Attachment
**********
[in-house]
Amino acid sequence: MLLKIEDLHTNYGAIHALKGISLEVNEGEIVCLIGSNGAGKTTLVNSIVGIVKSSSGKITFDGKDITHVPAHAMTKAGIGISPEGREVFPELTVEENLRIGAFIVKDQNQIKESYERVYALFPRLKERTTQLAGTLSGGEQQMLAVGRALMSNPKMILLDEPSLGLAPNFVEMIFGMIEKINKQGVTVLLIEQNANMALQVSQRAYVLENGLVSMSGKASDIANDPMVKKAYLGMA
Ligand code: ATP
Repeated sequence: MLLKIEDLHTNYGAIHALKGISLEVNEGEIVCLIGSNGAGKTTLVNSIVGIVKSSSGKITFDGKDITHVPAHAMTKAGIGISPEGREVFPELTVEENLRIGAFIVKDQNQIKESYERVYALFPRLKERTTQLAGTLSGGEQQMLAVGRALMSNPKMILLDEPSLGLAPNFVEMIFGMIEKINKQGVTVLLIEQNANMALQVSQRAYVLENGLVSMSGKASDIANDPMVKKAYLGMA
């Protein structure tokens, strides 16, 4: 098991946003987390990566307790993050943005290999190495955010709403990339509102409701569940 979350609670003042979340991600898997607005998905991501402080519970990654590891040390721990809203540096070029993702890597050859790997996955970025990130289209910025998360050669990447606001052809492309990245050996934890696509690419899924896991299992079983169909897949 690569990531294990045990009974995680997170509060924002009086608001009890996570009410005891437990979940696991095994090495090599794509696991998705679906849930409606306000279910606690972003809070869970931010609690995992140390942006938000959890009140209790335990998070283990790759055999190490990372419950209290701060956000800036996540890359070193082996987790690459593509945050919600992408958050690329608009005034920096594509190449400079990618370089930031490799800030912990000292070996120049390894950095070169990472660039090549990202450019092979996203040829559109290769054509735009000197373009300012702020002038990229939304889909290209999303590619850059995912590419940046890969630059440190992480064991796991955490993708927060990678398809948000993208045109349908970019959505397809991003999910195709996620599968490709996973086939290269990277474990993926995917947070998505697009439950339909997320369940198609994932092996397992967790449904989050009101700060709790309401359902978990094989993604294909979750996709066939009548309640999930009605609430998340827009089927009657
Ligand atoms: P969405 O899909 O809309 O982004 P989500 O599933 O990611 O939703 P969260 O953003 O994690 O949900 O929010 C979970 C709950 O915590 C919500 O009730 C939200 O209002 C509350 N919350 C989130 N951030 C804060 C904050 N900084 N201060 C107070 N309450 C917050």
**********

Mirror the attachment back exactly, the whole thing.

[in-house]
Amino acid sequence: MLLKIEDLHTNYGAIHALKGISLEVNEGEIVCLIGSNGAGKTTLVNSIVGIVKSSSGKITFDGKDITHVPAHAMTKAGIGISPEGREVFPELTVEENLRIGAFIVKDQNQIKESYERVYALFPRLKERTTQLAGTLSGGEQQMLAVGRALMSNPKMILLDEPSLGLAPNFVEMIFGMIEKINKQGVTVLLIEQNANMALQVSQRAYVLENGLVSMSGKASDIANDPMVKKAYLGMA
Ligand code: ATP
Repeated sequence: MLLKIEDLHTNYGAIHALKGISLEVNEGEIVCLIGSNGAGKTTLVNSIVGIVKSSSGKITFDGKDITHVPAHAMTKAGIGISPEGREVFPELTVEENLRIGAFIVKDQNQIKESYERVYALFPRLKERTTQLAGTLSGGEQQMLAVGRALMSNPKMILLDEPSLGLAPNFVEMIFGMIEKINKQGVTVLLIEQNANMALQVSQRAYVLENGLVSMSGKASDIANDPMVKKAYLGMA
């Protein structure tokens, strides 16, 4: 098991946003987390990566307790993050943005290999190495955010709403990339509102409701569940 979350609670003042979340991600898997607005998905991501402080519970990654590891040390721990809203540096070029993702890597050859790997996955970025990130289209910025998360050669990447606001052809492309990245050996934890696509690419899924896991299992079983169909897949 690569990531294990045990009974995680997170509060924002009086608001009890996570009410005891437990979940696991095994090495090599794509696991998705679906849930409606306000279910606690972003809070869970931010609690995992140390942006938000959890009140209790335990998070283990790759055999190490990372419950209290701060956000800036996540890359070193082996987790690459593509945050919600992408958050690329608009005034920096594509190449400079990618370089930031490799800030912990000292070996120049390894950095070169990472660039090549990202450019092979996203040829559109290769054509735009000197373009300012702020002038990229939304889909290209999303590619850059995912590419940046890969630059440190992480064991796991955490993708927060990678398809948000993208045109349908970019959505397809991003999910195709996620599968490709996973086939290269990277474990993926995917947070998505697009439950339909997320369940198609994932092996397992967790449904989050009101700060709790309401359902978990094989993604294909979750996709066939009548309640999930009605609430998340827009089927009657
Ligand atoms: P969405 O899909 O809309 O982004 P989500 O599933 O990611 O939703 P969260 O953003 O994690 O949900 O929010 C979970 C709950 O915590 C919500 O009730 C939200 O209002 C509350 N919350 C989130 N951030 C804060 C904050 N900084 N201060 C107070 N309450 C917050």